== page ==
Beyond the standard use of the acronym IMF for what we all know to represent the International Monetary Fund are some others. A common interpretation in the third world for the frustration from austerity programs associated with the IMF is “I Am Fired”. Another more evocative interpretation for this frustration, and one that is ironic in light of its current headlines, involves a slight variation of this latter one, where the word “Fired” is substituted by one that is more vulgar. The IMF was born with Bretton Woods (1944) and should have accordingly died with the Jamaican Agreement (1976) which formally disbanded the fixed exchange rate world.

Stephen A. Boyko May 20, 2011 at 9:34 am

The universal flaw in donor agency strategy is that capital is viewed as a byproduct of a political process where activity (the project) is more important than achievement (wealth creation).

indianajim May 20, 2011 at 9:50 am

“…institutional incentives to invent new functions for themselves…”

Rape, pillage and punder. (literally)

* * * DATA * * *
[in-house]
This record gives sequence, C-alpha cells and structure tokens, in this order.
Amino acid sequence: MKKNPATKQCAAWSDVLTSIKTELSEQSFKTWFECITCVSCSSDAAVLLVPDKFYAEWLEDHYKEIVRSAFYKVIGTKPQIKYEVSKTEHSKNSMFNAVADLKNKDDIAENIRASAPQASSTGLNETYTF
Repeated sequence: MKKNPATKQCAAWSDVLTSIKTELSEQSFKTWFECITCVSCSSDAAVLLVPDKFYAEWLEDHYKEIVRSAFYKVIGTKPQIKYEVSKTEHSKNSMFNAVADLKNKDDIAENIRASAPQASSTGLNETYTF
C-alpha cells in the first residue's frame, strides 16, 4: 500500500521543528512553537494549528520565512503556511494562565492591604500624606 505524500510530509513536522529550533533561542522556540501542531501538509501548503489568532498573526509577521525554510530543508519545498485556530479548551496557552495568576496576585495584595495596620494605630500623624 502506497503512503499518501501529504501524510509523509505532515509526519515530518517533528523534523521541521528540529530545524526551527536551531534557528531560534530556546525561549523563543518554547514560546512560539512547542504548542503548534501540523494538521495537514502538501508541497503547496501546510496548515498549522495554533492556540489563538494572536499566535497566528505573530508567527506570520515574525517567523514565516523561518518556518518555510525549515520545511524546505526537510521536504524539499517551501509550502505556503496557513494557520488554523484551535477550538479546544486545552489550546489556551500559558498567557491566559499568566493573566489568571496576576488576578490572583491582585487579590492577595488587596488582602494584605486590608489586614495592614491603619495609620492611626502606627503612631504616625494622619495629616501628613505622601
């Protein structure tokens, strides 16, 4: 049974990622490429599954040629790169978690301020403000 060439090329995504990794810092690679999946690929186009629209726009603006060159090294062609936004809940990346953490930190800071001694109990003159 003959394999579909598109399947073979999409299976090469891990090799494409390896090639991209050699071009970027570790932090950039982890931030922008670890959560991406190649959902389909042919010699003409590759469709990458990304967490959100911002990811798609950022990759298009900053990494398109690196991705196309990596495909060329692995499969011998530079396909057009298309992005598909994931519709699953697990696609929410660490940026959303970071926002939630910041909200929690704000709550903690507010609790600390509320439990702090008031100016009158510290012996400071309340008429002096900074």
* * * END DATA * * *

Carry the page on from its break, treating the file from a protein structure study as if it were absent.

Methinks1776 May 20, 2011 at 10:11 am

Ross Coggins wrote this in 1976. Nothing has changed.

The development set

Excuse me, friends, I must catch my jet
I’m off to join the Development Set;
My bags are packed, and I’ve had all my shots
I have traveller’s checks and pills for the trots!

The Development Set is bright and noble
Our thoughts are deep and our vision global;
Although we move with the better classes
Our thoughts are always with the masses.

In Sheraton Hotels in scattered nations
We damn multi-national corporations;
injustice seems easy to protest
In such seething hotbeds of social rest.

We discuss malnutrition over steaks
And plan hunger talks during coffee breaks.
Whether Asian floods or African drought,
We face each issue with open mouth.

We bring in consultants whose circumlocution
Raises difficulties for every solution –
Thus guaranteeing continued good eating
By showing the need for another meeting.

The language of the Development Set
Stretches the English alphabet;
We use swell words like “epigenetic”
“Micro”, “macro”, and “logarithmetic”

It pleasures us to be esoteric –
It’s so intellectually atmospheric!
And although establishments may be unmoved,
Our vocabularies are much improved.

When the talk gets deep and you’re feeling numb,
You can keep your shame to a minimum:
To show that you, too, are intelligent
Smugly ask, “Is it really development?”